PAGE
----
Source:

Nursing2015

July 2006, Volume 36 Number 7 , p 6 - 6 [FREE]

Author

  • Cheryl L. Mee RN, BC, CMSRN, MSN

Abstract

 

Summer is a wonderful season to relax and reflect-to back away from daily responsibilities and recharge your batteries. What better way to contemplate how to improve nursing practice than an off-site retreat from work?

 
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As you care for patients, you learn what works and what doesn't. But in the rush of daily activity, you rarely have time to think through problems, let alone propose solutions or pick your colleagues' brains. And staff meetings are too short and detail-driven for solving complex problems.

 

An off-site retreat can be invigorating. On an assigned day, staff nurses-who should be paid for a normal workday-go to an informal setting such as a park or country inn, wearing casual clothes and ready to brainstorm.

 

At our editorial retreats, we start with continental breakfast and a few fun activities, such as a trivia quiz, to break the ice. Guided by an agenda, we then tackle issues that have bedeviled us in recent months. We all enjoy the break from our routine and return to work energized with new ideas.

 

As we've learned here at Nursing, planning is critical to a retreat's success. To prepare for a nursing retreat, the nurse-manager or other designated team leader should invite each nurse to propose topics for the agenda. To encourage frankness, she can talk privately with each nurse or set up a suggestion box.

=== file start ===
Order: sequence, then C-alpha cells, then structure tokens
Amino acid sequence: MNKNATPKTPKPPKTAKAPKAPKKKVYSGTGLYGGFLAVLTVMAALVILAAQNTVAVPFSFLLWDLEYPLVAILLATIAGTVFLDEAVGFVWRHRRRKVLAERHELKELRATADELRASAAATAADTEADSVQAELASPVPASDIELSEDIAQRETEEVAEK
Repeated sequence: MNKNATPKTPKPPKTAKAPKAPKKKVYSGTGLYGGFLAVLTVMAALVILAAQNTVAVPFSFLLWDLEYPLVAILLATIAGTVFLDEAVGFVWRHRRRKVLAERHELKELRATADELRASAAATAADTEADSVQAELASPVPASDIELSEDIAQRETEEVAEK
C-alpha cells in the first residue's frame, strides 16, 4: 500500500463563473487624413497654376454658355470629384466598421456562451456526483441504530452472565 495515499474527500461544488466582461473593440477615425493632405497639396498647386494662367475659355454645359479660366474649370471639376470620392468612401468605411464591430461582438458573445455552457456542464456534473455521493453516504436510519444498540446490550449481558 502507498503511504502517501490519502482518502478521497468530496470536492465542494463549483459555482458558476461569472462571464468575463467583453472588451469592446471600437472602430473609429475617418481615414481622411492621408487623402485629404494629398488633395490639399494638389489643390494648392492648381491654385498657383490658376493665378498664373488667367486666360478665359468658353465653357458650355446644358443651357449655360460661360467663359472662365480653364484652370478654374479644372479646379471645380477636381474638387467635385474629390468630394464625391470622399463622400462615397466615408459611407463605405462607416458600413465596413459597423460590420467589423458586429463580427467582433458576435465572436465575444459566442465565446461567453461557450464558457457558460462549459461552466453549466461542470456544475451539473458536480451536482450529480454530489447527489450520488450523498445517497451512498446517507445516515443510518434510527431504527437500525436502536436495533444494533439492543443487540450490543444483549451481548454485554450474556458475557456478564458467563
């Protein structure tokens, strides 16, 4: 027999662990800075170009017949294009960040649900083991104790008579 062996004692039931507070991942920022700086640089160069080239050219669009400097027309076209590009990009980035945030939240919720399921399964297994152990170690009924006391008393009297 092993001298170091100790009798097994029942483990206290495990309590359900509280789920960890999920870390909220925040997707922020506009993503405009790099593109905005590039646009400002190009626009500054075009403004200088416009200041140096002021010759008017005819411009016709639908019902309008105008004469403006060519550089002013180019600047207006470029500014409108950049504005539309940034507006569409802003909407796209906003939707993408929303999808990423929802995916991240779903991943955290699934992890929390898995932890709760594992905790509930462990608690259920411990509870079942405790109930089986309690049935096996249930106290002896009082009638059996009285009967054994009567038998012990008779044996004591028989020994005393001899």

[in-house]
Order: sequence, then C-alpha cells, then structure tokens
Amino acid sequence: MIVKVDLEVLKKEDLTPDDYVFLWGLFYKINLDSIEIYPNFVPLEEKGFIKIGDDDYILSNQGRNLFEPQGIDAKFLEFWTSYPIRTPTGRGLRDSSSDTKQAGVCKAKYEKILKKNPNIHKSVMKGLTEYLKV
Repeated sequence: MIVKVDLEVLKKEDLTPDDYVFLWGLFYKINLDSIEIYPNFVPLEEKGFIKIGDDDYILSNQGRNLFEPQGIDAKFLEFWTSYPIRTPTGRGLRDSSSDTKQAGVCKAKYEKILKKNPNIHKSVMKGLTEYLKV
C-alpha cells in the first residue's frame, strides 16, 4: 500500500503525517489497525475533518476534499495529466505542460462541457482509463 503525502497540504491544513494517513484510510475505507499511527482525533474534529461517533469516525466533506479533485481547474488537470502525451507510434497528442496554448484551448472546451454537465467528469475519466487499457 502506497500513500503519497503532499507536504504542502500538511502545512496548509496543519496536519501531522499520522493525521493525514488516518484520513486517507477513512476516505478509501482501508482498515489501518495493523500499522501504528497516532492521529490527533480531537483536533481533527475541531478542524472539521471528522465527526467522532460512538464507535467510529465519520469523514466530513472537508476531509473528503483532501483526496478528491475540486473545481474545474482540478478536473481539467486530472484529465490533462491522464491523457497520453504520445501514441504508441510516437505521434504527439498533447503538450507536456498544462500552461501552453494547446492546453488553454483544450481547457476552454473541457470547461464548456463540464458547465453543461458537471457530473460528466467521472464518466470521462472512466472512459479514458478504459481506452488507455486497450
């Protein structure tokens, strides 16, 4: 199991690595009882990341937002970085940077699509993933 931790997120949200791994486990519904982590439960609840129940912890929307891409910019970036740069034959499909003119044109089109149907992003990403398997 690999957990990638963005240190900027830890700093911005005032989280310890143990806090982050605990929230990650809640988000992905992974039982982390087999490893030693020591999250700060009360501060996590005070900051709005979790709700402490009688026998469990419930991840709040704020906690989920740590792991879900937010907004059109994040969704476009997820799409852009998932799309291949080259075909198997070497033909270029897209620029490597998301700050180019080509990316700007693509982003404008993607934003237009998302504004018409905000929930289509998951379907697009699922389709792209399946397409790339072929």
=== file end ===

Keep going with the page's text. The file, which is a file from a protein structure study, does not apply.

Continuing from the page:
In The Dance of Change, author Peter Senge and colleagues suggest these familiar images for a framework:

 

Barking dogs: Important and urgent issues that concern everyone.

 

Nonbarking dogs: Very important-but not urgent-"to do's."

 

Sleeping dogs: Issues whispered about in the corridors that must be confronted for positive change to occur.

 

 

After the nurses identify their own barking, nonbarking, and sleeping dogs, the team leader can then establish priorities and set the retreat agenda. A positive outcome is more likely when each nurse understands that the meeting will be a "safe" environment for constructive ideas.

 

Impossible, you say? Maybe not. Work with colleagues to convince your managers that a retreat requires minimal investment and can lead to enormous payoffs. If an off-site meeting simply won't work, monthly hour-long sessions between shifts can be useful if everyone keeps a strict focus on prompting improvement.

 

Remind your nurse-manager that answers to problems in your practice area often lie in the grass roots, and ask how staff nurses can play a role in developing solutions. Start the initiative this summer, and you and your colleagues could be leading change in the fall.

 

Cheryl L. Mee, RN,BC, CMSRN, MSN

 

Editor-in-Chief, Nursing2006. Cheryl.Mee@wolterskluwer.com